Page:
President Enrique Peña Nieto appears to be dialing back the Mexican government’s years-long attempt to forge the creation of unified police commands in all 32 states, a model seen by some as the best way to improve the ability of the security forces to take on organized crime.
Interior Secretary Miguel Angel Osorio Chong said at a regional security conference with governors this week that the new administration wants the creation of unified forces to “be based on collaboration, that everyone is in agreement.”
The unified commands, which place most municipal police under the direction of state officials, was a uncompleted pillar of the security reforms attempted by President Felipe Calderon, who left office five months ago.
While adopted in a few states, and in parts of others, the model has faced stubborn resistance from many of Mexico’s 2,400 mayors, who fear losing control of their police as well as the security budget underwritten by the federal government.
“Mexico’s reality is very complex,” said Alejandro Espriu, an analyst at Fundacion Incyde, a Mexico City think tank focused on police reform and other public security issues. “A single model can’t really work in every case. There isn’t any necessity to force people to do this.”
Osorio made it clear this week that the Peña Nieto administration wants to leave it up to the mayors and governors to work out.
“We don’t want to force things, which was the earlier failure,” Osorio said. “They wanted to impose upon the municipalities, also upon the states.”
Among the handful of Mexico’s 32 states that already have adopted some form of unified command is Nuevo Leon, which borders Texas and girds Mexico’s export-led economic growth. The state’s population of four million people is heavily concentrated in metropolitan Monterrey, Mexico’s third largest city and its industrial powerhouse.
Gangland violence exploded in Monterrey three years ago thanks to the split between the Gulf Cartel and the Zetas, quickly overwhelming the capacity of local and state police to deal with it.
[See InSight Crime’s three-part special about the Zetas and the battle for Monterrey].
“When the problem got bad between the criminal groups and we started to combat it, we discovered that the police were not up to the task and on the contrary were cooperating with the criminals,” Nuevo Leon Governor Rodrigo Medina said in a meeting with Insight Crime and other foreign media this week.
In response, Medina’s government fired 4,200 police officers statewide, replacing them with a new civil force staffed with officers contracted after a rigorous vetting system. Among the requirements for the new officers is that they’ve never served on a police force before. Only seven percent of applicants survived a vetting process polygraph exams and background check.
“It’s a very intense process,” Medina said. So far 3,200 new officers have been hired, Medina said, with another 2,000 new recruits being hired each year, about 80 new officers a week.
But Medina said the effort has paid off, with some types of crime dropping sharply. Car thefts, which became a plague in recent years in Metropolitan Monterrey, have been reduced by 70 percent, according to state statistics. Statistics also show that gangland style killings declined by 30 percent between 2011 and last year. They dropped an additional 50 percent between the first quarter of 2012 to the first three months of 2013.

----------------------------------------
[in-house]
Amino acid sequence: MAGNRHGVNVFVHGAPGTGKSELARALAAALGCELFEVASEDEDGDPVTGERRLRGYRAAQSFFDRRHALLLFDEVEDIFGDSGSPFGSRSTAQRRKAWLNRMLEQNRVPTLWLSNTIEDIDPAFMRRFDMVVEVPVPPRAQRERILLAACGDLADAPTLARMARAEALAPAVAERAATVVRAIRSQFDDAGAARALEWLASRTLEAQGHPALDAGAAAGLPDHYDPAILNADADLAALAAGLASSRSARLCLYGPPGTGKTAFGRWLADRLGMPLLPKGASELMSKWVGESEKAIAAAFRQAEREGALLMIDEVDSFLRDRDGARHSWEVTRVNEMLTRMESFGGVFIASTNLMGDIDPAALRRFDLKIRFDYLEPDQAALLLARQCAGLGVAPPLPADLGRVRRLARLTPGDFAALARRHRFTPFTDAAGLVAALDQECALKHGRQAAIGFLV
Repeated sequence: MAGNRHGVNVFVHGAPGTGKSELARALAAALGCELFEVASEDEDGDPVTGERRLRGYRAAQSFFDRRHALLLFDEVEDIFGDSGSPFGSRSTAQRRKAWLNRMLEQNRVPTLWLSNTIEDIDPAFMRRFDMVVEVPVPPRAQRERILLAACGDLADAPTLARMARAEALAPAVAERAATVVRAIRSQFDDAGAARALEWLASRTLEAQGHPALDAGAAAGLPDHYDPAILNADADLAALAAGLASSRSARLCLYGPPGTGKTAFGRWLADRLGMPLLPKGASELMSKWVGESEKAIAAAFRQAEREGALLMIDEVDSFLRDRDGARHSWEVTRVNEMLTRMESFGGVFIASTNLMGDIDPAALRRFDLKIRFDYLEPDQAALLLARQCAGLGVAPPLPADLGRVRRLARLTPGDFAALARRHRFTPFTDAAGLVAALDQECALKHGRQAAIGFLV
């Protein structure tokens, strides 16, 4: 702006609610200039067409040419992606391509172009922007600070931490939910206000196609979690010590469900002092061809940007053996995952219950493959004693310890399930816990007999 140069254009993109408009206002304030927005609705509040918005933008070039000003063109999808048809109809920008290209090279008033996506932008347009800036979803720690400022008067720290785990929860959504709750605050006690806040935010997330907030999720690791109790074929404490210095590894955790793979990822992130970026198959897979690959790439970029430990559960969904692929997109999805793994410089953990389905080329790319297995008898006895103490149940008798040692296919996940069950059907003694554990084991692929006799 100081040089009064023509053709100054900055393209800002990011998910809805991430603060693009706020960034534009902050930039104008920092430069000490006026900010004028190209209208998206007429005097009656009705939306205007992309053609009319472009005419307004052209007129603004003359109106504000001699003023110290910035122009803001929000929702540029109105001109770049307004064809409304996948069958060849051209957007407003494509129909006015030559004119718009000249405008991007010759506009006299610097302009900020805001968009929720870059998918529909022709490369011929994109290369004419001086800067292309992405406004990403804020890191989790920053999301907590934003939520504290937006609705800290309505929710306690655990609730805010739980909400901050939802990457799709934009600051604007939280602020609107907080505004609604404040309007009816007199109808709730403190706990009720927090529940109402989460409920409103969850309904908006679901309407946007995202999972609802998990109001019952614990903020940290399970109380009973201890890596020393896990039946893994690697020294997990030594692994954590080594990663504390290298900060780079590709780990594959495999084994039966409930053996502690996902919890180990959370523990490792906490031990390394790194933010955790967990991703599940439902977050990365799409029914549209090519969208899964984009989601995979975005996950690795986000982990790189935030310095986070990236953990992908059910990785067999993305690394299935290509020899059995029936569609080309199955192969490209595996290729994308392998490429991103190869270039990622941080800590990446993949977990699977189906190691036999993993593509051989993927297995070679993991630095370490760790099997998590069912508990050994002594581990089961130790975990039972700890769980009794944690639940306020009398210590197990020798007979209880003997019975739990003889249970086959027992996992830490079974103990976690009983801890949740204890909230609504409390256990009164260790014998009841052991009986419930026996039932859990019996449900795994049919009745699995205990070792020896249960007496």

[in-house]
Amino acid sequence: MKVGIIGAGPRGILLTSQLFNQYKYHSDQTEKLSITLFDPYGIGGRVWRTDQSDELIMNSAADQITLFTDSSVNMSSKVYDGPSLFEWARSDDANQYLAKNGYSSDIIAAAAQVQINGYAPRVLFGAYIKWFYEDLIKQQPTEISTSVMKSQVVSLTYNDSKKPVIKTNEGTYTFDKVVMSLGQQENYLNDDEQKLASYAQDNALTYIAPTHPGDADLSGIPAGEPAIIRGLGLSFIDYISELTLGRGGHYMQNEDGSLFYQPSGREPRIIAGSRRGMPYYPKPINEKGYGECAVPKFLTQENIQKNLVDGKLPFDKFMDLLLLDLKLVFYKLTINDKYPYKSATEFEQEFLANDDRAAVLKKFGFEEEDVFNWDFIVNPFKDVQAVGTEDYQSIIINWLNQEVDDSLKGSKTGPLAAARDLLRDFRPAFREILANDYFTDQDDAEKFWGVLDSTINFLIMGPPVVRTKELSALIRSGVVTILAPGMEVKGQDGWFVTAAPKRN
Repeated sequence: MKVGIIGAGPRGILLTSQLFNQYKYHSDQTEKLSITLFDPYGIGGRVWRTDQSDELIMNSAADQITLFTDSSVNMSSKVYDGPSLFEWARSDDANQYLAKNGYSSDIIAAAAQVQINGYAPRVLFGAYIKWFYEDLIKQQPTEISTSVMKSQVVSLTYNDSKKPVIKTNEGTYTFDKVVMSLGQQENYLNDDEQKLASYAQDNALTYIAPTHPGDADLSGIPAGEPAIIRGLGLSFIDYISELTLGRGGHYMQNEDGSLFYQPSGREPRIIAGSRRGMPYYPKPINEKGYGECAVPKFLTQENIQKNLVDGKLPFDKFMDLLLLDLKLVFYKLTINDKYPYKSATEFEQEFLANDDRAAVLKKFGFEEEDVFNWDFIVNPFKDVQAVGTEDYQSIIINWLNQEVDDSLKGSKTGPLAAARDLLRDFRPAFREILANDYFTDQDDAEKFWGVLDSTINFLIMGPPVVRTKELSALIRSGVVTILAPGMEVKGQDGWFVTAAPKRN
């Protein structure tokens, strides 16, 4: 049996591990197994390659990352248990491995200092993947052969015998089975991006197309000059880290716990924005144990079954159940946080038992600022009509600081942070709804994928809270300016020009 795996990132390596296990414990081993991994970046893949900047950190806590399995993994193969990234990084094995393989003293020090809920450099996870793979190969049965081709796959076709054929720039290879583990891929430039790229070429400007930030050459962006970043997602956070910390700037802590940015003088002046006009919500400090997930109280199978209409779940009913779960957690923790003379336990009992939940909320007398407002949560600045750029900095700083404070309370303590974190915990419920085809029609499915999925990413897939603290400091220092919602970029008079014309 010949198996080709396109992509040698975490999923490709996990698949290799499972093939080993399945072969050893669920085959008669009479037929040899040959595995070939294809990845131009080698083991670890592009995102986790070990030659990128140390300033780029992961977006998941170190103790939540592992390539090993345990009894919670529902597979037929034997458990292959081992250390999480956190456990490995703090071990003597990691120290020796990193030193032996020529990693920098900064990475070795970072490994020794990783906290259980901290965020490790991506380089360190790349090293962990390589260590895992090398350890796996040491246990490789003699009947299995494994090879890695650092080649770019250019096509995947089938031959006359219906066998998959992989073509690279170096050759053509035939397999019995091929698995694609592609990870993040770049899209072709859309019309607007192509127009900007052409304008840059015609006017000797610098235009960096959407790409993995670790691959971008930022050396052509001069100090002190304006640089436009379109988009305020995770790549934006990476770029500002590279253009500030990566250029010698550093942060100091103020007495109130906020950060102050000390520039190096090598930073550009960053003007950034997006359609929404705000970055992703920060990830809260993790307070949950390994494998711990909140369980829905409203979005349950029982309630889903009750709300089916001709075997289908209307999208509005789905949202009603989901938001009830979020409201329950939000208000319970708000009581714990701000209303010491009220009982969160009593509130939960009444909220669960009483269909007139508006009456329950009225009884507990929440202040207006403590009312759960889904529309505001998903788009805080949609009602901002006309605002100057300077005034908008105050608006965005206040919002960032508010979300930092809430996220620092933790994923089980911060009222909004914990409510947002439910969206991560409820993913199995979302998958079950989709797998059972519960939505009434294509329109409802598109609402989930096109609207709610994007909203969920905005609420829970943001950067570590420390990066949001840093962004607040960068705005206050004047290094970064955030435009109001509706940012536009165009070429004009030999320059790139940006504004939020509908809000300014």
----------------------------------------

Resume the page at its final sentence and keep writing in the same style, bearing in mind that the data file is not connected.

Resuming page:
InSight Crime Analysis
The Peña Nieto administration’s desire to forge consensus in creating the unified commands reflects the reality of a politically diverse Mexico, in which the presidency holds fewer levers of power. Without constitutional changes to provide federal funding for unified forces — difficult to pass in a Congress dominated by Peña Nieto’s opponents — these forces have had to be jerry-rigged in the states where they’ve been adopted.
But Osorio’s comments this week almost certainly imply that the creation of the unified command will move forward even more slowly than before.
Nuevo Leon is among Mexico’s richest states. Medina and the state’s mayors adopted the Civil Force under severe pressure from the gangland violence as well as Monterrey’s powerful business elite. Although he belongs to Peña Nieto’s Institutional Revolutionary Party (PRI), Medina became one of Mexico’s governors most closely allied with Calderon’s military-led anti-crime offensive.
“Security costs a lot but insecurity costs even more,” said Medina, who estimated that creation of the unified police took up more than half his time in the past two years. “To achieve this requires political will.”
“Unfortunately we have seen statements from other places that ‘this is not my problem, this is the problem of the federal government.’ We never said that. We said this is our problem, and we are going to deal with it as if the federal government doesn’t exist.”
But such consensus remains hard to come by in Mexico, even as national political leaders continue to support the Pact for Mexico that has enabled Congressional approval of economic and labor reforms.
Mayors and governors have very distinct priorities than Mexico City and police reform costs a lot of money. Gang bosses, who often wield de facto control in many regions and states, can’t be expected to support improving the police.
As prominent journalist Carlos Puig wrote on his blog this week, Calderon’s attempt to force through the creation of unified police forces might have sealed the project’s slow progress to date. But “neither is it clear that appealing to good will have a real impact in the quality of our police or in what results these forces of order deliver to citizens.”